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Unauthorisierte Biografie
über Paul McCartney

1988 erschien im New Yorker Doubleday Verlag die unauthorisierte Biografie über Paul McCartney von Chet Flippo: "Yesterday".

In Transit to/from Germany:
• The Beatles did not have enough money to get to Germany by train on their first visit there. They went by van with Alan Williams for £15 to be deducted from their pay. Williams also lent them money for clothes, toothbrushes. He stated that he was never paid back for this (Williams).

•Williams also claimed that the Beatles promised to pay £10 per head to travel to Germany (Williams).

•The Beatles were scheduled to play for seven weeks in Germany starting in April 62. Brian billed this as a European Tour and even paid for the band to fly to Germany (Brown, p. 75).

•In London, Paul and Pete had to call home to Liverpool to get money to get home after their deportation from Germany (Flippo, p. 116).

•To get ready for the big trip, Paul and Stu had nicked fifteen pounds in advance from Allan for extra clothing and toiletries and so on. (Allan made Stu and Paul sign an official IOU, of course) (Flippo, p. 81)


Recording in Germany:

•Beatles made a record in Germany with Rory Storm's singer. The Beatles were backup with Ringo on drums. The flipside was a sales pitch by a gentleman selling leather goods. Alan Williams paid 10 quid for the recording.


• The Beatles offered to pay if they could make their own recording at the above mentioned German studio. Alan Williams advised that they had to get back to their performance that evening. (Williams).

•Beatle signed a contract as backup group. They were paid session man fees of 200 marks, no royalties.

•The recording with Tony Sheridan of the Saints Go Marching In and My Bonnie reached #5 on the local hit parade and sold a reputed 100,000 copies (Lewisohn. Chronicle p. 33).

•The Beatles offered to pay if they could make their own recording at the above mentioned German studio. Alan Williams advised that they had to get back to their performance that evening. (Williams).

•Beatle signed a contract as backup group. They were paid session man fees of 200 marks, no royalties.

•The recording with Tony Sheridan of the Saints Go Marching In and My Bonnie reached #5 on the local hit parade and sold a reputed 100,000 copies (Lewisohn. Chronicle p. 33).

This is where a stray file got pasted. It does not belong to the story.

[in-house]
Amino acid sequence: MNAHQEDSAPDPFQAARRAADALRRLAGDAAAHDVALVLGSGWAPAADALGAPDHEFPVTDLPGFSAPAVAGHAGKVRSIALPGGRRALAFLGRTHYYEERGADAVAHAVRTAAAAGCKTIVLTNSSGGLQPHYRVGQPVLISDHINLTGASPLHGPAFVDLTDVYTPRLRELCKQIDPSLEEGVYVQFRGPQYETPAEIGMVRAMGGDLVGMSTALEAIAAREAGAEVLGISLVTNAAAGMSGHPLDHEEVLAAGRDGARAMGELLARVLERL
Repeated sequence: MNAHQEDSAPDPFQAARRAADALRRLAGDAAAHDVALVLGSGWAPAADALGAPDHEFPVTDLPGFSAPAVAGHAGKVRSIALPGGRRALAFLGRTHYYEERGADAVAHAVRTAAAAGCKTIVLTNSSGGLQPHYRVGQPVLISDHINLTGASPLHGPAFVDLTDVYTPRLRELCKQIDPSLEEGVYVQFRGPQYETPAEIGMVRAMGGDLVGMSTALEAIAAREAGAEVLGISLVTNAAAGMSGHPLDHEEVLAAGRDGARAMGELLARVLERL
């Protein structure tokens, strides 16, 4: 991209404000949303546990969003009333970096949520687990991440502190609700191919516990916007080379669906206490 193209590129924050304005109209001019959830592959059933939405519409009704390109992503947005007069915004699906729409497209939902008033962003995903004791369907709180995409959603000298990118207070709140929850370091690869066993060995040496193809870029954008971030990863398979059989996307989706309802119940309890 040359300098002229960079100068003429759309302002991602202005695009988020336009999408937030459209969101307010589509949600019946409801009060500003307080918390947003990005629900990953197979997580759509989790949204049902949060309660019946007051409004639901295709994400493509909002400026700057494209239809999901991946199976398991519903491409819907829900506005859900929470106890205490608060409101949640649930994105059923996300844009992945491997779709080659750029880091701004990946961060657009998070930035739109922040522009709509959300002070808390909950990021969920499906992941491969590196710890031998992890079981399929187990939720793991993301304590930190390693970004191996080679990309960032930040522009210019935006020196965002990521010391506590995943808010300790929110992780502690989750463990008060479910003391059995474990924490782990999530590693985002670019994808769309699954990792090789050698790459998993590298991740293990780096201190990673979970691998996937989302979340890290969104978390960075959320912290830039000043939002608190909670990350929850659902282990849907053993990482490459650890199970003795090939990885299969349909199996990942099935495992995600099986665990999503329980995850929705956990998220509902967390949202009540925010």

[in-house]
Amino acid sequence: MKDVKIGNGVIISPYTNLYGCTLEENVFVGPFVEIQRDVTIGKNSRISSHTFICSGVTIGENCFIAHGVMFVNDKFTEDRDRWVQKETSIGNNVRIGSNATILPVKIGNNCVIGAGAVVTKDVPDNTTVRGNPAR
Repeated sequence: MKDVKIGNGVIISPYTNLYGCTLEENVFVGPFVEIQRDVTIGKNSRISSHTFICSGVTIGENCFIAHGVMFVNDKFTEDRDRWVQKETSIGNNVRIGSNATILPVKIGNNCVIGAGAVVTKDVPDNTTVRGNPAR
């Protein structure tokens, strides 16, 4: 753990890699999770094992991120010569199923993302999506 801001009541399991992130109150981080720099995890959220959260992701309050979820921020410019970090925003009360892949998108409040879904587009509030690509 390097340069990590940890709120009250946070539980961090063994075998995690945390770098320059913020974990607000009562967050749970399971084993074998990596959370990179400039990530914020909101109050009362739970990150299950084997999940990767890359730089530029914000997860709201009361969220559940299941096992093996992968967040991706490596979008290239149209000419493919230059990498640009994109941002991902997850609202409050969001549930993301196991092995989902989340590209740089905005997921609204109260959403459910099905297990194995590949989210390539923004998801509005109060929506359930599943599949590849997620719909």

•The Beatles were to be paid a flat fee of three hundred DM (about 26 pounds) and would not be eligible to receive any royalties from the Tony Sheridan sessions (Flippo, p. 134).


German Performances:

•The Beatles were told, upon their arrival, that they would be playing at the Indra and not he Kaiserkeller as originally thought. Pete Best thought that playing the Indra "definitely took us down a peg or two" (Giuliano).


• Bruno Koschmider required them to play from 8:30-2:00 with 30 minute breaks. £150 per week for the two month contract

•When Brian first dealt with Peter Eckhorn in mid '62 he wanted 500dm per member per week. Eckhorn offered 450dm. There was no contract at the time. Eckhorn returned to Germany. Three weeks later Horst Fascher offered them 500dm for April 13-May 13 1962 (Coleman).

•The Beatles were asked to play backup on Tony Sheridan’s songs and were paid 25 pounds each (Brown, p. 65).

•At the Indra the terms were 17 August to 16 October, for 30DM (£2.50) per man per day. Payable every Thursday. A. Williams was to receive £10 agent's commission to be deposited in his account with Commerzbank in Hamburg (Lewisohn. Chronicle. p. 2).

•Star Club. Hamburg. Nov 1-14 '62. 600DM (£53.50) per man per week (Lewisohn. Chronicle. p. 83).

Miscellaneous in Germany:

•Many prostitutes were buying the groups instruments, food, and drinks at the time the Beatles were playing there (Williams).

•John: But the last time we really didn't want to go back, when Brian made us go back to fulfill the contract. If we'd had our way, we would have copped out on the engagement, because we didn't feel we'd owed them f*** all. I mean we made all those clubs into international clubs (McCabe/Schonfeld, p. 88. For the Record).

•The Beatles tried to leave the Kaiserkeller for the Top Ten Club for more money. The owner of the Kaiserkeller then tried to have them deported.